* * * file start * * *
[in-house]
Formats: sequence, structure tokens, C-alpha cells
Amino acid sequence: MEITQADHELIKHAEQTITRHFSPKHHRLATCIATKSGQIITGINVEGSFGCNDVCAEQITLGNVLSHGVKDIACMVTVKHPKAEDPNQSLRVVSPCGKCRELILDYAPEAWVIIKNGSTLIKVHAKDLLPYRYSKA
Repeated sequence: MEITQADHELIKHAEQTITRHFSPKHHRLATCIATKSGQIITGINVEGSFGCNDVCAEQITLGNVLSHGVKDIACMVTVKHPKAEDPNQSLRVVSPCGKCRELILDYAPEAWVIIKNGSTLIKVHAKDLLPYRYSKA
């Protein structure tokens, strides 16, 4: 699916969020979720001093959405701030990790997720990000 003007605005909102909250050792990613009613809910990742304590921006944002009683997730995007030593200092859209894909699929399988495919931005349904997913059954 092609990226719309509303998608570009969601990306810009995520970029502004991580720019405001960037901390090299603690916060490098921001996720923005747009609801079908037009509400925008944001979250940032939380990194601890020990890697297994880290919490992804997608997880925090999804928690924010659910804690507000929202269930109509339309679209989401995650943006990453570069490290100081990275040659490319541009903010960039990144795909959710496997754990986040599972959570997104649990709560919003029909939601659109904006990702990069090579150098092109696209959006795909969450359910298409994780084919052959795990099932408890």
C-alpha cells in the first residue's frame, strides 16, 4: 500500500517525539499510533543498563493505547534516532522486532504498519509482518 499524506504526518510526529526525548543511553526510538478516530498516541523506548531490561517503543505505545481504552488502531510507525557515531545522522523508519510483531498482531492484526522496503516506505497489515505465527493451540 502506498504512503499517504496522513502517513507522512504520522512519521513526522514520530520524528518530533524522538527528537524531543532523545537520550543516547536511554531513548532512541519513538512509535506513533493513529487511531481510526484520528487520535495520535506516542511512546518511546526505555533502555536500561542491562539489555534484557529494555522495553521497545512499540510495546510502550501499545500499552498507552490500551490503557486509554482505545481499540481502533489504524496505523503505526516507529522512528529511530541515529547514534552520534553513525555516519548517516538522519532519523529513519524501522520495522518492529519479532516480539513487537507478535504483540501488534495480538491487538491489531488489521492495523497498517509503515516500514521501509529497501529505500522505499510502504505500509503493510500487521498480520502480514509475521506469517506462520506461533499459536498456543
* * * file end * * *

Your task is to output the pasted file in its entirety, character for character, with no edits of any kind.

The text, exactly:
[in-house]
Formats: sequence, structure tokens, C-alpha cells
Amino acid sequence: MEITQADHELIKHAEQTITRHFSPKHHRLATCIATKSGQIITGINVEGSFGCNDVCAEQITLGNVLSHGVKDIACMVTVKHPKAEDPNQSLRVVSPCGKCRELILDYAPEAWVIIKNGSTLIKVHAKDLLPYRYSKA
Repeated sequence: MEITQADHELIKHAEQTITRHFSPKHHRLATCIATKSGQIITGINVEGSFGCNDVCAEQITLGNVLSHGVKDIACMVTVKHPKAEDPNQSLRVVSPCGKCRELILDYAPEAWVIIKNGSTLIKVHAKDLLPYRYSKA
């Protein structure tokens, strides 16, 4: 699916969020979720001093959405701030990790997720990000 003007605005909102909250050792990613009613809910990742304590921006944002009683997730995007030593200092859209894909699929399988495919931005349904997913059954 092609990226719309509303998608570009969601990306810009995520970029502004991580720019405001960037901390090299603690916060490098921001996720923005747009609801079908037009509400925008944001979250940032939380990194601890020990890697297994880290919490992804997608997880925090999804928690924010659910804690507000929202269930109509339309679209989401995650943006990453570069490290100081990275040659490319541009903010960039990144795909959710496997754990986040599972959570997104649990709560919003029909939601659109904006990702990069090579150098092109696209959006795909969450359910298409994780084919052959795990099932408890």
C-alpha cells in the first residue's frame, strides 16, 4: 500500500517525539499510533543498563493505547534516532522486532504498519509482518 499524506504526518510526529526525548543511553526510538478516530498516541523506548531490561517503543505505545481504552488502531510507525557515531545522522523508519510483531498482531492484526522496503516506505497489515505465527493451540 502506498504512503499517504496522513502517513507522512504520522512519521513526522514520530520524528518530533524522538527528537524531543532523545537520550543516547536511554531513548532512541519513538512509535506513533493513529487511531481510526484520528487520535495520535506516542511512546518511546526505555533502555536500561542491562539489555534484557529494555522495553521497545512499540510495546510502550501499545500499552498507552490500551490503557486509554482505545481499540481502533489504524496505523503505526516507529522512528529511530541515529547514534552520534553513525555516519548517516538522519532519523529513519524501522520495522518492529519479532516480539513487537507478535504483540501488534495480538491487538491489531488489521492495523497498517509503515516500514521501509529497501529505500522505499510502504505500509503493510500487521498480520502480514509475521506469517506462520506461533499459536498456543